Chennai: “Evaro Vastharani, Edo Chestharani, Eduru Choosi Mosa Pokuma” (don’t wait to get deceived that someone would come, would do something)
In a scene from SS Rajamouli’s fantasy film, an half-raised giant golden statue of King Ballala Deva being erected in capital city Mahismathi, suddenly starts falling threatening the slaves and commoners engaged in the erection of the statue, who are certain to be crushed to death if it falls.
Just when it seems they're doomed, the said God whose name they were chanting, with crazy biceps actually shows up and single handedly (with the help of a rope) prevents the statue from falling.
The slaves roar their thanks. Mr. Crazy Biceps grins and tugs the statue a little closer to standing upright.
Logical? No. …. Spectacular? …Hell Yes.
This, ladies and gentlemen, is not Sparta. …..This is Bahubali…
Cut the scene and let us see it from the prism of present day Tamil Politics:
The state of Tamil Nadu is in political turmoil, the people have gone directionless and had become despair about their future.
The present political system is not right and needs to be changed; that there is political degradation in Tamil Nadu; that the State has become a laughing stock; that rulers have become looters; and that if something is not done to stem the rot even at this stage, the Tamil people would be doomed.
And just when it seemed they are doomed, there comes “Rajni”, the superstar of Tamil cinema, who is best known for his style than anything substance in his films, to save the Tamil public from getting doomed, taking a plunge into politics with an announcement of his own– “it was time he did something to stem the rot even at this stage, otherwise, he would be wracked by guilt till his death”.
Substance? No. …. Cinema style? …Hell Yes.
This, ladies and gentlemen, is not Bahubali. …..This is Tahalaiva (The Leader)…
In his most celebrated movie Baasha (1995), Rajinikanth played the role of a messiah to perfection and after nearly 27 years he announced himself to play the role of “Real Life Messiah” to save the despair Tamils from getting doomed.
Despite a perceived degrading political scenario, the question is not whether Rajinikanth will be the State’s “saviour”, but whether the State requires a “messiah” in the first place.
As the super star of the Tamil movie world makes an entry on to the political stage, it may be too early to infer the actor’s politics and political intentions or to expect his superhuman achievements that he had associated with in his movies in the real life to save the dooming Tamils.
But, his entry did raise some key questions on whether he is clearing the ground for right-wing politics to take over the reins of the governance in Tamil Nadu, in what was until now unreceptive terrain for it, or whether he is being cheerleadered by Saffron forces/BJP.
In other words, is he getting ready to play the political hero as scripted by the BJP?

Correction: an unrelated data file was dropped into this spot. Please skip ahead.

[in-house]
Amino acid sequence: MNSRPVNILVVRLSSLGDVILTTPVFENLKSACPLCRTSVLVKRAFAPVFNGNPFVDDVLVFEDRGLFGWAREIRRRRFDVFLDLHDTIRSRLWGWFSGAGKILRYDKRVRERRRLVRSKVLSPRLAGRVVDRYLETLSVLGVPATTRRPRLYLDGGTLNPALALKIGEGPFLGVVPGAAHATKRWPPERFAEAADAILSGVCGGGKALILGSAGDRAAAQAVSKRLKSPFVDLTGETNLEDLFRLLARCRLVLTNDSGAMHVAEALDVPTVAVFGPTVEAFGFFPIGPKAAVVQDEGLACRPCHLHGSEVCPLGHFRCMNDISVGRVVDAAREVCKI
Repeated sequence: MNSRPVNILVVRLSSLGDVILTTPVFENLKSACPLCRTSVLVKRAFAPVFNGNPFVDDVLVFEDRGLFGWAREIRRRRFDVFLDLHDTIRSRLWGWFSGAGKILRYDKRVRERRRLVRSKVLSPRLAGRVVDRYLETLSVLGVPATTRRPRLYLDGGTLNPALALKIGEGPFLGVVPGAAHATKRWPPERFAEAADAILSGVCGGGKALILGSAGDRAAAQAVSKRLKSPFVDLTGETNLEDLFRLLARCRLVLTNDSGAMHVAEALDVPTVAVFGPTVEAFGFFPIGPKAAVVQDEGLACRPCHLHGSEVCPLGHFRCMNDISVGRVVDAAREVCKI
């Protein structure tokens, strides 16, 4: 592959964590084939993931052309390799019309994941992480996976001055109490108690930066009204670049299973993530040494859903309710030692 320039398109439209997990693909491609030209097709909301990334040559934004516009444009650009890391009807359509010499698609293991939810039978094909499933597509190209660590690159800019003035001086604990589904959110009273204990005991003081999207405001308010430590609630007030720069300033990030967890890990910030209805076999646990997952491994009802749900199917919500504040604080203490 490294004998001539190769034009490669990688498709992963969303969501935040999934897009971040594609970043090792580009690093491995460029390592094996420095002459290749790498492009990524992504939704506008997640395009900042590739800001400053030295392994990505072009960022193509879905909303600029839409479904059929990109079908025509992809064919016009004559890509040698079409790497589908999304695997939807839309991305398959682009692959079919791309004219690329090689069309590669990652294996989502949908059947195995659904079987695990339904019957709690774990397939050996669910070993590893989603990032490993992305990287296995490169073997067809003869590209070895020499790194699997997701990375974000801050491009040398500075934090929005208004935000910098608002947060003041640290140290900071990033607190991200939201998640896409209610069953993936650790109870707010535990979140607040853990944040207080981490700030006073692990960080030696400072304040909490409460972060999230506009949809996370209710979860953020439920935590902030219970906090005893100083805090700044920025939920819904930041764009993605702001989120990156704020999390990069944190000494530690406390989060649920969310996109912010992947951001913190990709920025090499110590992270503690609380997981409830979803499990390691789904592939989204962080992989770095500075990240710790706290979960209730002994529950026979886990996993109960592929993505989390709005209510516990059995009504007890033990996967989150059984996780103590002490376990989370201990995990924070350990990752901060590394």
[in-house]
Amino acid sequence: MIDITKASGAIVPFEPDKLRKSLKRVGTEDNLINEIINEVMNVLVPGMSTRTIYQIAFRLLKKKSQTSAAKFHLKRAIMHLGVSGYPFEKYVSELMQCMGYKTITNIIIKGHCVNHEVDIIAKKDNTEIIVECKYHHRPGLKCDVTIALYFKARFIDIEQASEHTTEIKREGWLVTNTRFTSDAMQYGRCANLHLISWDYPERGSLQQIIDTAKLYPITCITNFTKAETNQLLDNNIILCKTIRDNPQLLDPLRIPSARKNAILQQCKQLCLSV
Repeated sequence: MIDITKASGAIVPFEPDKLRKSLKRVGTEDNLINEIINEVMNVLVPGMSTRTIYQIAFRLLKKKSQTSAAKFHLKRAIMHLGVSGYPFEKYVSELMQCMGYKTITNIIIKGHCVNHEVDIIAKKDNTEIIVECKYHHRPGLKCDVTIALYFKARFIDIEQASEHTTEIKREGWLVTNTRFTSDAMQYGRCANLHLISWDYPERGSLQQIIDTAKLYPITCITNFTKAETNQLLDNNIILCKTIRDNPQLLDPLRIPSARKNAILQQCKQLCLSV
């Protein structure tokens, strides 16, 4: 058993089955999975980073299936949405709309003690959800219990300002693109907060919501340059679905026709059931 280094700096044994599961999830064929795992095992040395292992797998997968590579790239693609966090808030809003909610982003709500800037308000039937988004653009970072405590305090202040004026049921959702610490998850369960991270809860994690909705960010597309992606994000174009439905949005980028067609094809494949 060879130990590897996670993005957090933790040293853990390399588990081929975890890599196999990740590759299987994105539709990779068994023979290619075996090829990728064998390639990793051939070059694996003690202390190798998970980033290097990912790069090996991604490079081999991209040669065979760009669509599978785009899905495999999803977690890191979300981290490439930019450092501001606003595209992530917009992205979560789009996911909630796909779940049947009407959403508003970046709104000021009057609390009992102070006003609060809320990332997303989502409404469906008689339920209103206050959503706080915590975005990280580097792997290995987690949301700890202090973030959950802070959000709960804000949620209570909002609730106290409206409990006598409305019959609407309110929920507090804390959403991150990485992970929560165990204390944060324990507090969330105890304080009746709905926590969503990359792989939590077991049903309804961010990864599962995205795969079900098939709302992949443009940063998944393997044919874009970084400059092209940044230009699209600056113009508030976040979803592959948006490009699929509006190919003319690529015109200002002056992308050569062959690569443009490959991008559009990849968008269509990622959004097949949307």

His entry speech, laced with references to the Bhagavad Gita and about “Spiritual politics”, made it amply clear.
The nearly six decade’s Dravidian movement in Tamil Nadu now stares at its biggest challenge.
The present political equations with the entry of Rajini might very well turn out to be a fight for the very soul of Tamil Nadu, a state that so far rejected ideological politics of the RSS and its political wing, the BJP and the people that always resisted the Aryan domination.
Over these six decades, no one has dared to openly support spirituality in politics in the state. At least not make it their foundational ideal.
But Rajinikanth is turning everything upside down.
To the heroes of the Dravidian movement, Hindu texts represented the hegemony of Brahmanism. To Rajinikanth, spirituality is everything. Though he claimed that his spirituality was beyond religion or caste, its emphatic Hindu roots are noticeable.
Rajinikanth’s entry into politics could change this by making religion and spirituality mainstream political ideas.
What the RSS was unable to do, Rajinikanth, if he wins the next Assembly election, could very well end up accomplishing.
No organisation would be happier about this development than the RSS.
Whether the existing Dravidian parties likes it or not, Rajinikanth’s popularity, which cuts across caste identities, is a real threat, especially if speculation that he is acting the role scripted by the BJP/RSS.
In fact, the entry of Rajini has seen the BJP to get ready to ditch the AIADMK government, which it had been steadfastly supporting since Jayalalithaa’s death.
The ideal scenario for the BJP would be to make sure that the 2019 Lok Sabha elections and the Tamil Nadu Assembly elections are held together, let Rajinikanth win and then strike a post-poll pact.
Given the political vacuum created by Jayalalithaa’s death and the ageing Karuna keeping away from active politics, this is a real possibility.
However, the danger here is not merely about right-wing politics taking roots. It is the movement away from a political legacy rooted in ideology to one that is solely personality-centric.
Rajinikanth represents ‘spiritual politics’, a challenge to the core ideology of resistance of Tamils to the Aryan domination, a change the State does not need.